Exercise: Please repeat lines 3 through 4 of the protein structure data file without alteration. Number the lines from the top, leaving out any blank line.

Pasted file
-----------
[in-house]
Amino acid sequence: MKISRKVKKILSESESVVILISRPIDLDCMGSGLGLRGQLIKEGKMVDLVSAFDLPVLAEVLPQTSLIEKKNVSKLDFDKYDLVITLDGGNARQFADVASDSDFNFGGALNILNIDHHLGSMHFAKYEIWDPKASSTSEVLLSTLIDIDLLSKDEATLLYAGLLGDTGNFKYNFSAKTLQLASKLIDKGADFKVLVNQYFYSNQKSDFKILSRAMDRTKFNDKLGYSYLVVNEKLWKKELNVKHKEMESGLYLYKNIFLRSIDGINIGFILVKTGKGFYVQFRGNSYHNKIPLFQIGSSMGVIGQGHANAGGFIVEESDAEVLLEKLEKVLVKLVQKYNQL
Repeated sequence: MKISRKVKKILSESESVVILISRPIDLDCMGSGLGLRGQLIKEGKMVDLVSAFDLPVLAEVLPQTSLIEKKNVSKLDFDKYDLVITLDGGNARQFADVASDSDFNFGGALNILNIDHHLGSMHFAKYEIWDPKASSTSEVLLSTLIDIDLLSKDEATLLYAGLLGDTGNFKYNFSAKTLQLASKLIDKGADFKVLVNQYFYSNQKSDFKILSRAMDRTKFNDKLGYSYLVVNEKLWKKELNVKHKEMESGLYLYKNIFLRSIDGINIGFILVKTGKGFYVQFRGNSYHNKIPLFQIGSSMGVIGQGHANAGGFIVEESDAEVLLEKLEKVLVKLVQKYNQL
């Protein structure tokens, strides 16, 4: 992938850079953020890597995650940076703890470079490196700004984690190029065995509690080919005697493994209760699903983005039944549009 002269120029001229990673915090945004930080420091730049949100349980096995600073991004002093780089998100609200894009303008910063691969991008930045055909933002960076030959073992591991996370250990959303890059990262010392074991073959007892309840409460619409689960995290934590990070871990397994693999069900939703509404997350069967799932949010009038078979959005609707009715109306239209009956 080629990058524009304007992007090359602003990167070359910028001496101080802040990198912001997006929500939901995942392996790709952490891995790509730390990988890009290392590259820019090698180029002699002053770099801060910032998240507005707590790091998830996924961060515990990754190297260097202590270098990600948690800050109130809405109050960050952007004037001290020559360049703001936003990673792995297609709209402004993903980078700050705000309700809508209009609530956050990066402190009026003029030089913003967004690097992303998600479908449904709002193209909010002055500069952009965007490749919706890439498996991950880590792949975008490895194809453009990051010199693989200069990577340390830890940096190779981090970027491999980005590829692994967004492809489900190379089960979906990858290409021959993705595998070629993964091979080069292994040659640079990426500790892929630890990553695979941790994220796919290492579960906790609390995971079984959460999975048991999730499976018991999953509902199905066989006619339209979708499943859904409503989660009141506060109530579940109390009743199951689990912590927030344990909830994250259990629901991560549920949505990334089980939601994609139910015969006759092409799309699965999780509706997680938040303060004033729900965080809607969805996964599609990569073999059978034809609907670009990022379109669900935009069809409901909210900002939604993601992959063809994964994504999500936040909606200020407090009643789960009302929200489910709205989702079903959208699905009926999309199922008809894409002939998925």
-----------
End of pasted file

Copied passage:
Repeated sequence: MKISRKVKKILSESESVVILISRPIDLDCMGSGLGLRGQLIKEGKMVDLVSAFDLPVLAEVLPQTSLIEKKNVSKLDFDKYDLVITLDGGNARQFADVASDSDFNFGGALNILNIDHHLGSMHFAKYEIWDPKASSTSEVLLSTLIDIDLLSKDEATLLYAGLLGDTGNFKYNFSAKTLQLASKLIDKGADFKVLVNQYFYSNQKSDFKILSRAMDRTKFNDKLGYSYLVVNEKLWKKELNVKHKEMESGLYLYKNIFLRSIDGINIGFILVKTGKGFYVQFRGNSYHNKIPLFQIGSSMGVIGQGHANAGGFIVEESDAEVLLEKLEKVLVKLVQKYNQL
């Protein structure tokens, strides 16, 4: 992938850079953020890597995650940076703890470079490196700004984690190029065995509690080919005697493994209760699903983005039944549009 002269120029001229990673915090945004930080420091730049949100349980096995600073991004002093780089998100609200894009303008910063691969991008930045055909933002960076030959073992591991996370250990959303890059990262010392074991073959007892309840409460619409689960995290934590990070871990397994693999069900939703509404997350069967799932949010009038078979959005609707009715109306239209009956 080629990058524009304007992007090359602003990167070359910028001496101080802040990198912001997006929500939901995942392996790709952490891995790509730390990988890009290392590259820019090698180029002699002053770099801060910032998240507005707590790091998830996924961060515990990754190297260097202590270098990600948690800050109130809405109050960050952007004037001290020559360049703001936003990673792995297609709209402004993903980078700050705000309700809508209009609530956050990066402190009026003029030089913003967004690097992303998600479908449904709002193209909010002055500069952009965007490749919706890439498996991950880590792949975008490895194809453009990051010199693989200069990577340390830890940096190779981090970027491999980005590829692994967004492809489900190379089960979906990858290409021959993705595998070629993964091979080069292994040659640079990426500790892929630890990553695979941790994220796919290492579960906790609390995971079984959460999975048991999730499976018991999953509902199905066989006619339209979708499943859904409503989660009141506060109530579940109390009743199951689990912590927030344990909830994250259990629901991560549920949505990334089980939601994609139910015969006759092409799309699965999780509706997680938040303060004033729900965080809607969805996964599609990569073999059978034809609907670009990022379109669900935009069809409901909210900002939604993601992959063809994964994504999500936040909606200020407090009643789960009302929200489910709205989702079903959208699905009926999309199922008809894409002939998925």